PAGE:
In spite of the short time line of these experiences, they teach us that it is not just a matter of adding value to the sugar cane and generating profits, but learning to cooperate under associative and business rules. For example, knowing the principle of accounting identity, where the expenses of a business are accounted for separately, understanding that the more effective the organs are (board of directors, committees, assembly) the more efficient the business is that transforms and sells the products, and regulating the use of the profits so that they contribute to the sense of ownership of the members of their organization, and that at the same time allows the equity of the organization to increase. They also teach us that there are risks in the future: that the aforementioned initiative might end up promoting monocropping of sugar cane and erode the peasant-indigenous resistance strategy; that a group might take over the business; that the administration might run the organization behind the backs of the members…
The challenge of accompanying these processes
To manage the risks and create conditions to make the expressed goal viable, it is important to start from the experience of the peasant-indigenous families themselves. They have learned that they are going to make the changes IF they have long term allies – in the good times and in the bad times. The COMAL Network is an expression of that commitment. That committed role, nevertheless, faces enormous challenges, three of which we will introduce here.
For centuries peasant families have counted on the organization and self sufficiency of their extended families. Getting this commitment to scale up organizationally for an effective resistance that would take them beyond the threshold of the 25-30 years implies overcoming centuries-old, deeply rooted institutions. “Yes, I was raised in this and I miss it”, the phrase from the Father quoted at the beginning of the article, means that the practices that he learned and the institutions (e.g. extended family, exclusion of women from the inheritance and from organizations) in which he was raised are going to persist, and even “will be missed.” In this dialogue, the son as well as the father ignored the fact that making blocks of sugar is profitable, as part of a diversification strategy, for 25-30 years. How to understand those perspectives in their contexts in order to accompany them is a monumental challenge for any external ally, because you have to study those realities and ask about alternatives, something difficult when we are accustomed to provide standardized solutions for any situation.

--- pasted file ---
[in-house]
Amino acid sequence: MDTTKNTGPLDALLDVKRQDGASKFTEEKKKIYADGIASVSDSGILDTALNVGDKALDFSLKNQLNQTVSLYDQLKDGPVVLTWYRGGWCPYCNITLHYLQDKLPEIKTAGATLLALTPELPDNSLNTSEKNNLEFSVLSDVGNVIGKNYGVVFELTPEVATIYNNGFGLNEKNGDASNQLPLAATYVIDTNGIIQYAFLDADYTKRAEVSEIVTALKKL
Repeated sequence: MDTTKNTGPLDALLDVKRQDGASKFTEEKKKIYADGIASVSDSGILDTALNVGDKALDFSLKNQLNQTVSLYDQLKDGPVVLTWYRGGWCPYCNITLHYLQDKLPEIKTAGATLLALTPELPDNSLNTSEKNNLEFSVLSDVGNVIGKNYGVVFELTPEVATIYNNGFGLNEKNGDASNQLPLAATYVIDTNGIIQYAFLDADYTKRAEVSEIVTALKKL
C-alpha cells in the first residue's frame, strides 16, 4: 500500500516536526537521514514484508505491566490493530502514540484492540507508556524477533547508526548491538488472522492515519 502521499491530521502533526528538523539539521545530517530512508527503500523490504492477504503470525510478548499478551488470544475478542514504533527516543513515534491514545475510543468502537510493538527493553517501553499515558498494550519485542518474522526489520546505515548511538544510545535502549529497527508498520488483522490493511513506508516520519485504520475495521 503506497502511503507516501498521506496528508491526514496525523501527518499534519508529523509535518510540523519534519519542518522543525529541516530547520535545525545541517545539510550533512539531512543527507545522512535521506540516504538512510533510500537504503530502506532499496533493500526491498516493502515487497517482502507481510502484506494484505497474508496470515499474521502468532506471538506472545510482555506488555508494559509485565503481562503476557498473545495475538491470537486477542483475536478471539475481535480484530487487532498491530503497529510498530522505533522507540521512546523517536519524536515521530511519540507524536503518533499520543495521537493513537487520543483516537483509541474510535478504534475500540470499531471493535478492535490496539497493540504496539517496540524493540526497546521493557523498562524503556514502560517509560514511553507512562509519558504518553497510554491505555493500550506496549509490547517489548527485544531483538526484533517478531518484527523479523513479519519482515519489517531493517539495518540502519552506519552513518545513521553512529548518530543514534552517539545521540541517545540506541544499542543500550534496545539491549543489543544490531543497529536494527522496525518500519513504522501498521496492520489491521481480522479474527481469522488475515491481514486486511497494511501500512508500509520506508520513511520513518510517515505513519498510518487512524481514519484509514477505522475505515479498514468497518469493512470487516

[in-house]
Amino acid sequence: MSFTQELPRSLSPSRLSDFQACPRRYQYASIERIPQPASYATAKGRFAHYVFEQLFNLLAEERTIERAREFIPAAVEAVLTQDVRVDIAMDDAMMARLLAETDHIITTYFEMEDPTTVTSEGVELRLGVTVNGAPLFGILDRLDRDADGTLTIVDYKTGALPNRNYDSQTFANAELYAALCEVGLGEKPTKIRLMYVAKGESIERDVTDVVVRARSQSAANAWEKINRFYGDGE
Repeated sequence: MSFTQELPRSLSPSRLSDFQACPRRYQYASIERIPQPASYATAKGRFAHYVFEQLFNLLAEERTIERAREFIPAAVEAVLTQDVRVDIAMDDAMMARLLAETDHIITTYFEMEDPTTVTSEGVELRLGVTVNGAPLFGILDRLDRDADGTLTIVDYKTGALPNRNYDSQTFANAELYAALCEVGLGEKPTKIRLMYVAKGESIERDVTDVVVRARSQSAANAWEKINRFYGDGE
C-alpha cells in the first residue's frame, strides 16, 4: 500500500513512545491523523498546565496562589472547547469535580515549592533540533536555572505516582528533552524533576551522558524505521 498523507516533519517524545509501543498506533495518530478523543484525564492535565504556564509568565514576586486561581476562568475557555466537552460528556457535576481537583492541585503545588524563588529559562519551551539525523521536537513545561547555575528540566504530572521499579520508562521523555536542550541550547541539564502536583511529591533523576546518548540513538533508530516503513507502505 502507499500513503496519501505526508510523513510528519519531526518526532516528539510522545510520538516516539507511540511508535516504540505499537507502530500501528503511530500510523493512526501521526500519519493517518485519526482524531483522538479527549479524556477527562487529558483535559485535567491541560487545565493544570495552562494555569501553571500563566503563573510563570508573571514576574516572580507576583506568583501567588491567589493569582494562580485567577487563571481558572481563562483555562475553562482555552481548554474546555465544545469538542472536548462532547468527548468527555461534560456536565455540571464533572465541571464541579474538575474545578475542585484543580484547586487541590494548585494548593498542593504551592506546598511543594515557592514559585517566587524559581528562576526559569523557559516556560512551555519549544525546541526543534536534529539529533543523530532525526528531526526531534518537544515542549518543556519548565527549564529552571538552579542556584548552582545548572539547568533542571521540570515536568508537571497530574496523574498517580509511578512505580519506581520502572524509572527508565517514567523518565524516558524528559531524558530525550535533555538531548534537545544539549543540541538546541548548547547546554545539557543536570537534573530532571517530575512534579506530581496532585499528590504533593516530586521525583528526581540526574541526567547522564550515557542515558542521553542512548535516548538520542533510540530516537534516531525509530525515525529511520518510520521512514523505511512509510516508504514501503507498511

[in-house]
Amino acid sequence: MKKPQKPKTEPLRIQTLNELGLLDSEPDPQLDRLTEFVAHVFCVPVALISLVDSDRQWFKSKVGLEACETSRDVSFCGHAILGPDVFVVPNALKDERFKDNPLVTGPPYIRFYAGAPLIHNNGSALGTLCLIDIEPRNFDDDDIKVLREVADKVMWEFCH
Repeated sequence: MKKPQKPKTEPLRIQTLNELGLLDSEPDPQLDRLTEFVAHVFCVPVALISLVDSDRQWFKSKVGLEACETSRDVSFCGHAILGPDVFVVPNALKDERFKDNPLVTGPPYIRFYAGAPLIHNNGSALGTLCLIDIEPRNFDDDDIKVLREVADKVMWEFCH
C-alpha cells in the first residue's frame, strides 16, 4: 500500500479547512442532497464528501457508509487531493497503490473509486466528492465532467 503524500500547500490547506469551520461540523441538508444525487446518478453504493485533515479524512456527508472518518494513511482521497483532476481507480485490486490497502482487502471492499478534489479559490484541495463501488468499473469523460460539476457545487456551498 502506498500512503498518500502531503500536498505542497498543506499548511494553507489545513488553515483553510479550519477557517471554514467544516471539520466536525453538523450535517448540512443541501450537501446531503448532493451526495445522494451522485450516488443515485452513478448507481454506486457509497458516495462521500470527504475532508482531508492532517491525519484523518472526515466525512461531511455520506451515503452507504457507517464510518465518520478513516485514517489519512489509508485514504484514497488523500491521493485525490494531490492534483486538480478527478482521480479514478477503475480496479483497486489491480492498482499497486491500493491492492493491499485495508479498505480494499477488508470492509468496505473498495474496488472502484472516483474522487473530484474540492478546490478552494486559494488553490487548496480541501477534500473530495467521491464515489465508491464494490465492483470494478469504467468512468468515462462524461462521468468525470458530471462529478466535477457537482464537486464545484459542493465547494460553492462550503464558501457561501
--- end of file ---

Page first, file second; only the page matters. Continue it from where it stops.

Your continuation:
Peasant distrust toward outside actors, particularly merchants, is another institution deeply rooted because of centuries of plundering. Now that distrust is expressed as: “we will go to the meetings if they call us.” This assumes that the one calling the meeting is the external actor or a local person with the aura of being the representative of the external actor, and that they are not going to take the initiatives to call their own meeting and meet on their own. Getting the rules (statutes) and democratic mechanisms of an organization to be followed and used, as a way of “calling your own meeting”, is another challenge for any organization accustomed to going out to the communities and being “the big man” with resources in hand.
Member families in organizations with important physical investments tend to hunker down and prevent the entrance of new members. They do not allow even their sons to join the organization, much less their daughters. It will be difficult for organizations to respect their democratic mechanisms in their statutes if there are no changes in the heart of their families, changes in equity in terms of inheritances and in decision making where the mother and the offspring participate like the father. Without members that are experiencing changes in their families, it will be difficult for the organization to make progress. This is the third challenge for any ally organization.
In conclusion, sugar cane came into Latin America spurting human blood and subduing nature, a practice continued today under “modern clothing.” In the face of this, as the Mother at the beginning of this article would say, granulated brown sugar is more than the block of sugar, and the block of sugar is more than sugar cane, it is “sweat”: work and life. Behind it are peasant-indigenous families that are organized around blocks and the granulated brown sugar, while at the same time they are going deeper into their logic of “not putting all their eggs in the same basket.” Will it be possible that they might begin to express a path for transforming peasant-indigenous products as they transform their families and their organizations toward greater equity?